We help vulnerable children in Nepal, who are either in slavery or at risk of being trafficked into slavery. Read some of our rescue stories below.
Deepak’s home was flattened by the earthquake in April 2015. In desperation, he travelled to Kathmandu to find work to support his family. The little boy from a rural village was easy prey for the traffickers.
Several months later, our staff discovered Deepak in a metalwork factory. Forced to work with dangerous gases and chemicals, the wounds on his raw hands told of his suffering. There were many other boys in the factory, working 13-hour days and sleeping huddled together on the cold floor each night. Deepak was the worst affected of all. He told us how he had tried to escape on three separate occasions only to be captured, brought back and beaten by the factory owner. As punishment Deepak had to take on extra tasks in addition to his already long working day. He would only be fed if the factory owner said he had worked hard enough. When he became sick and couldn’t work, he wasn’t fed.
We took Deepak and the other boys to a safe house where they were provided with food, clothes, medical attention and counselling. Deepak is now healthy, happy and eager to complete his education with our support. We have taken Deepak to visit his family and hope to permanently reunite them once they are able to provide for him. In the meantime we will continue to care for and support Deepak so that he can learn what it is a to be a child again, and start back at school.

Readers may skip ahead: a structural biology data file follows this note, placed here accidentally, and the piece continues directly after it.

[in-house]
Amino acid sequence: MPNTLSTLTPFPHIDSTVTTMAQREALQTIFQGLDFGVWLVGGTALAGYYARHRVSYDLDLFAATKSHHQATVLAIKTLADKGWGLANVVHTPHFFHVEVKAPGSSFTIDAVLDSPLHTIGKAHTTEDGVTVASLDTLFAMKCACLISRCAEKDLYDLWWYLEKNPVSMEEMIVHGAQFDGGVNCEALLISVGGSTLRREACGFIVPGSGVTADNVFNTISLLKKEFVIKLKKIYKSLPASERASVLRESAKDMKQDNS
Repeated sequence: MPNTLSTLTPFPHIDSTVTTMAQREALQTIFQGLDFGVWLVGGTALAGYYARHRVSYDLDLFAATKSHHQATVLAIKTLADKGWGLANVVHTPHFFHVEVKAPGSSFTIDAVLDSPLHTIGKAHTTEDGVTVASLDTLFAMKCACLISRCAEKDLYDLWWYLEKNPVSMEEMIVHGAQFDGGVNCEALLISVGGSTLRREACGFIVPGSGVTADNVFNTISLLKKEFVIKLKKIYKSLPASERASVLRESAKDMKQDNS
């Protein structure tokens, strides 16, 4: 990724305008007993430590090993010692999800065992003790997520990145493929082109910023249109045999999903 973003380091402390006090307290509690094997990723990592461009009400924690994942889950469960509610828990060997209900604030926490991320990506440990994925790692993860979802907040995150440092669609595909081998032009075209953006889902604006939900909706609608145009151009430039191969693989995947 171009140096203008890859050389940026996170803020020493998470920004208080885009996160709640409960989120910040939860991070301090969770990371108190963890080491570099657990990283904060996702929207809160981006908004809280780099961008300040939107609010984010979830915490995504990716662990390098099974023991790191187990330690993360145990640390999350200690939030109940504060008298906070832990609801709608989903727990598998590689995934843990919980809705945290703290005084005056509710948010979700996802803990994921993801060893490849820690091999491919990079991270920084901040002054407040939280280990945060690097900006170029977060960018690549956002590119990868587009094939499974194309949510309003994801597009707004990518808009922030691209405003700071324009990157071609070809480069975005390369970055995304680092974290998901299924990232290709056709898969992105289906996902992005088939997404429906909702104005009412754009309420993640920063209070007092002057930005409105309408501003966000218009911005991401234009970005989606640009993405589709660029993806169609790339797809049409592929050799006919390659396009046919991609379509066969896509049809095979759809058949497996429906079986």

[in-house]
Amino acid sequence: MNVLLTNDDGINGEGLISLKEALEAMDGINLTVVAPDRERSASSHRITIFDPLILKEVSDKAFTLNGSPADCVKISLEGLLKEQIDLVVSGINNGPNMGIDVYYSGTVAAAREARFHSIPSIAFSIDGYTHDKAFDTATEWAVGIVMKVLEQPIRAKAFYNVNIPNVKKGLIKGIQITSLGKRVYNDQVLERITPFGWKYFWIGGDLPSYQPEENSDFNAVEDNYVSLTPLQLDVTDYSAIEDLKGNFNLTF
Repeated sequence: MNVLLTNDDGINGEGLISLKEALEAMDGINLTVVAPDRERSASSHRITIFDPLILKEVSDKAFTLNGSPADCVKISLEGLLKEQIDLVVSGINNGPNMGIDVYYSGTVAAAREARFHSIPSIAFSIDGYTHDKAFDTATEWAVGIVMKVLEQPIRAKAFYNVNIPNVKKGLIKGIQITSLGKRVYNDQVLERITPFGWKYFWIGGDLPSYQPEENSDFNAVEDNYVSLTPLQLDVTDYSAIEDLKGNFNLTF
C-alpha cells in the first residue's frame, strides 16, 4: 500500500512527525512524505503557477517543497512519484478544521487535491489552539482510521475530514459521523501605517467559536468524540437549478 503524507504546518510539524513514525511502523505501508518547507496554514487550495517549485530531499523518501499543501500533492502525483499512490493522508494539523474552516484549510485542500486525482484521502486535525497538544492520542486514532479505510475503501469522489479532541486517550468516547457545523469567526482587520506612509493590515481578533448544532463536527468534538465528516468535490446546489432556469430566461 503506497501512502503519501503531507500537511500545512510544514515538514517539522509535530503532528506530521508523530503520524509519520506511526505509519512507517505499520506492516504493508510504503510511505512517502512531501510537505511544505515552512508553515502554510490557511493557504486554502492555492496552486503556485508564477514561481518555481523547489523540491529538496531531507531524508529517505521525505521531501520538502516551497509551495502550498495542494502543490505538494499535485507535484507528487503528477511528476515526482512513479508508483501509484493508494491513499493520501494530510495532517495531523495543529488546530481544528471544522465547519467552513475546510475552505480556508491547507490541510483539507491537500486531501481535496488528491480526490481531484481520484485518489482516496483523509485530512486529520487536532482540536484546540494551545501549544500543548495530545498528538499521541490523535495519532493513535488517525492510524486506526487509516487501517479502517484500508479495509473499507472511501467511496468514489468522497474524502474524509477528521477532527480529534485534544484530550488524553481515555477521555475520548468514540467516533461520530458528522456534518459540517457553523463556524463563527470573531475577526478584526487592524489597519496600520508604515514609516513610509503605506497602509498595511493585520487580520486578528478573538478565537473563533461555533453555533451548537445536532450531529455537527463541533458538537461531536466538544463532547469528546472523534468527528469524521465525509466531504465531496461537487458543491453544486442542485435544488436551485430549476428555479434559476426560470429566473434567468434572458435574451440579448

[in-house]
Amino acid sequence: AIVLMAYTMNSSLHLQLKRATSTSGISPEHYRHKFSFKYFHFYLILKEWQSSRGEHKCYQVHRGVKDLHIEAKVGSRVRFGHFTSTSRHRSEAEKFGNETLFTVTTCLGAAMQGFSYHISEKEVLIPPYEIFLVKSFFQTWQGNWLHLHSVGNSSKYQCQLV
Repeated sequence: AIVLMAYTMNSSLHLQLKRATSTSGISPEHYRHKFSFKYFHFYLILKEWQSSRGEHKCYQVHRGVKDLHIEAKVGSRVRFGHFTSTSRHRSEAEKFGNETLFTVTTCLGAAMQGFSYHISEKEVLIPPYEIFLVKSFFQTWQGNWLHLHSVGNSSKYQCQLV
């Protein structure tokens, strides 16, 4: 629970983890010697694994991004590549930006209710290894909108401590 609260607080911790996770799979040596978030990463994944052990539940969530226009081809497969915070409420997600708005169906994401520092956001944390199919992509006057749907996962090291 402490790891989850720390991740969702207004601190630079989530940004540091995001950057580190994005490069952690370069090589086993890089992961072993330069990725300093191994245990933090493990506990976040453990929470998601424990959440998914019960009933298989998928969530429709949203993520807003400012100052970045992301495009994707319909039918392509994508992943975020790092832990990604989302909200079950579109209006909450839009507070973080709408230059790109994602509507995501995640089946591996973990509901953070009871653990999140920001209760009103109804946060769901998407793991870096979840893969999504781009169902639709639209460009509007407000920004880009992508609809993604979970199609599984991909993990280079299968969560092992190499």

Sita and Hari
With their disabled father unable to work and their mother foraging for food in the forest, Sita and Hari were easy prey for slave traffickers. Lured away to work in a carpet factory, the grim reality quickly became apparent — they were child slaves.
Working with the local police, we freed Sita and Hari from the terrible conditions and long hours of factory life and took them to a safe house. They have since been receiving counselling, medical care and support with their studies. We will continue to support Sita and Hari for as long as they need us. The long term effects of their suffering and abuse are still evident, but with our support they are making good progress and learning what it is to have a childhood.
With more slaves in the world than at any other point in history, Child Rescue Nepal’s work is desperately needed.
Three years ago, Mantri left home with his friends to find a job in Kathmandu. When he got there, he started working in a carpet factory, where he stayed for two and a half years before asking the owner for his salary. Infuriated, the factory owner started beating Mantri.
Mantri managed to escape and found another job, this time in a restaurant. After the first two months working long hours he realised he was being taken advantage of and asked the owner for his pay cheque. The question got him and his colleagues brutally assaulted.
We were called by the police to help Mantri. After tracking his parents, our staff found out his mother was psychologically unable to care for him and his father spent most of his income on alcohol. Mantri has been living in one of our safe homes, where he can get the support, attention and help he needs to succeed.
The fight goes on
There are still thousands of child slaves in the factories, restaurants and brothels of Nepal, and we won’t stop until every one of them is free.